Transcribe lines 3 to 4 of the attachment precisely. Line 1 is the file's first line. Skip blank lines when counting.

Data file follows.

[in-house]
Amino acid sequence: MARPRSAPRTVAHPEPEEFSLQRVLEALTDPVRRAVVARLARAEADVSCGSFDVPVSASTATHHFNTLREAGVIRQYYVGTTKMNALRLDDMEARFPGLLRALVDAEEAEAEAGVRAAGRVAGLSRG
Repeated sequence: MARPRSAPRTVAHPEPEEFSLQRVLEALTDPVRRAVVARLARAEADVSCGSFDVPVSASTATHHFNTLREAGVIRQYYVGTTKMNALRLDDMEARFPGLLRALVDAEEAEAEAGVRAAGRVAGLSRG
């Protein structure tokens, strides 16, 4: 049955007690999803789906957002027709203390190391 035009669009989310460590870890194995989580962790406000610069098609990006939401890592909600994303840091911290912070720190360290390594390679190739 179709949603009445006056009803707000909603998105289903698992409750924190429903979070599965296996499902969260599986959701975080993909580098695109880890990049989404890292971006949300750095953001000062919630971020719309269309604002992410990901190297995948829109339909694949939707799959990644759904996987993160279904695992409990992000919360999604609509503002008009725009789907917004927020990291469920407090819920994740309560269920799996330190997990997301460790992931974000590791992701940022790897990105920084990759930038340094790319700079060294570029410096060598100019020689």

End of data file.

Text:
Repeated sequence: MARPRSAPRTVAHPEPEEFSLQRVLEALTDPVRRAVVARLARAEADVSCGSFDVPVSASTATHHFNTLREAGVIRQYYVGTTKMNALRLDDMEARFPGLLRALVDAEEAEAEAGVRAAGRVAGLSRG
């Protein structure tokens, strides 16, 4: 049955007690999803789906957002027709203390190391 035009669009989310460590870890194995989580962790406000610069098609990006939401890592909600994303840091911290912070720190360290390594390679190739 179709949603009445006056009803707000909603998105289903698992409750924190429903979070599965296996499902969260599986959701975080993909580098695109880890990049989404890292971006949300750095953001000062919630971020719309269309604002992410990901190297995948829109339909694949939707799959990644759904996987993160279904695992409990992000919360999604609509503002008009725009789907917004927020990291469920407090819920994740309560269920799996330190997990997301460790992931974000590791992701940022790897990105920084990759930038340094790319700079060294570029410096060598100019020689």